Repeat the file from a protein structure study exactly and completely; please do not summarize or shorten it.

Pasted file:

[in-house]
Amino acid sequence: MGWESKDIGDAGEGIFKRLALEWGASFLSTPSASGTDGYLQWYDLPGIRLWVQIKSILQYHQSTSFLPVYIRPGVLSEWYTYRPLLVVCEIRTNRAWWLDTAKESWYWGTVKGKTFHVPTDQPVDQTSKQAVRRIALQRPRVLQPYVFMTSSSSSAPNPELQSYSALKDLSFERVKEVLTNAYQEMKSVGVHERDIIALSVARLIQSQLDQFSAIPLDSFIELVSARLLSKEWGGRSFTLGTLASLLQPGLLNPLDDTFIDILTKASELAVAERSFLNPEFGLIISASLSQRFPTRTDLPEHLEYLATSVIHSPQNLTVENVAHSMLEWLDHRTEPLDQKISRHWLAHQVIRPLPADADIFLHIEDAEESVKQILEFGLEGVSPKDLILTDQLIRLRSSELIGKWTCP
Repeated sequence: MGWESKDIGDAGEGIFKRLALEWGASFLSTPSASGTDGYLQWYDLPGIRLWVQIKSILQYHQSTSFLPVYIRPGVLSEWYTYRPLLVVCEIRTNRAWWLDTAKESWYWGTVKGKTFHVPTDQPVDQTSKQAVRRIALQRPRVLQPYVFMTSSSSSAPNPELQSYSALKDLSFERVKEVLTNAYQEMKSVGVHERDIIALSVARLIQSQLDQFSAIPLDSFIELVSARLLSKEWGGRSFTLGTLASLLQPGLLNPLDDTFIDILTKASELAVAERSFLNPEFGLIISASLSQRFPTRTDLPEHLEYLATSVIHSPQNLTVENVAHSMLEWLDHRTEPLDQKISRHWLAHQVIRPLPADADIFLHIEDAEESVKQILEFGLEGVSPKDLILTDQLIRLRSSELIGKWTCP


[in-house]
Amino acid sequence: MGWESKDIGDAGEGIFKRLALEWGASFLSTPSASGTDGYLQWYDLPGIRLWVQIKSILQYHQSTSFLPVYIRPGVLSEWYTYRPLLVVCEIRTNRAWWLDTAKESWYWGTVKGKTFHVPTDQPVDQTSKQAVRRIALQRPRVLQPYVFMTSSSSSAPNPELQSYSALKDLSFERVKEVLTNAYQEMKSVGVHERDIIALSVARLIQSQLDQFSAIPLDSFIELVSARLLSKEWGGRSFTLGTLASLLQPGLLNPLDDTFIDILTKASELAVAERSFLNPEFGLIISASLSQRFPTRTDLPEHLEYLATSVIHSPQNLTVENVAHSMLEWLDHRTEPLDQKISRHWLAHQVIRPLPADADIFLHIEDAEESVKQILEFGLEGVSPKDLILTDQLIRLRSSELIGKWTCP
Repeated sequence: MGWESKDIGDAGEGIFKRLALEWGASFLSTPSASGTDGYLQWYDLPGIRLWVQIKSILQYHQSTSFLPVYIRPGVLSEWYTYRPLLVVCEIRTNRAWWLDTAKESWYWGTVKGKTFHVPTDQPVDQTSKQAVRRIALQRPRVLQPYVFMTSSSSSAPNPELQSYSALKDLSFERVKEVLTNAYQEMKSVGVHERDIIALSVARLIQSQLDQFSAIPLDSFIELVSARLLSKEWGGRSFTLGTLASLLQPGLLNPLDDTFIDILTKASELAVAERSFLNPEFGLIISASLSQRFPTRTDLPEHLEYLATSVIHSPQNLTVENVAHSMLEWLDHRTEPLDQKISRHWLAHQVIRPLPADADIFLHIEDAEESVKQILEFGLEGVSPKDLILTDQLIRLRSSELIGKWTCP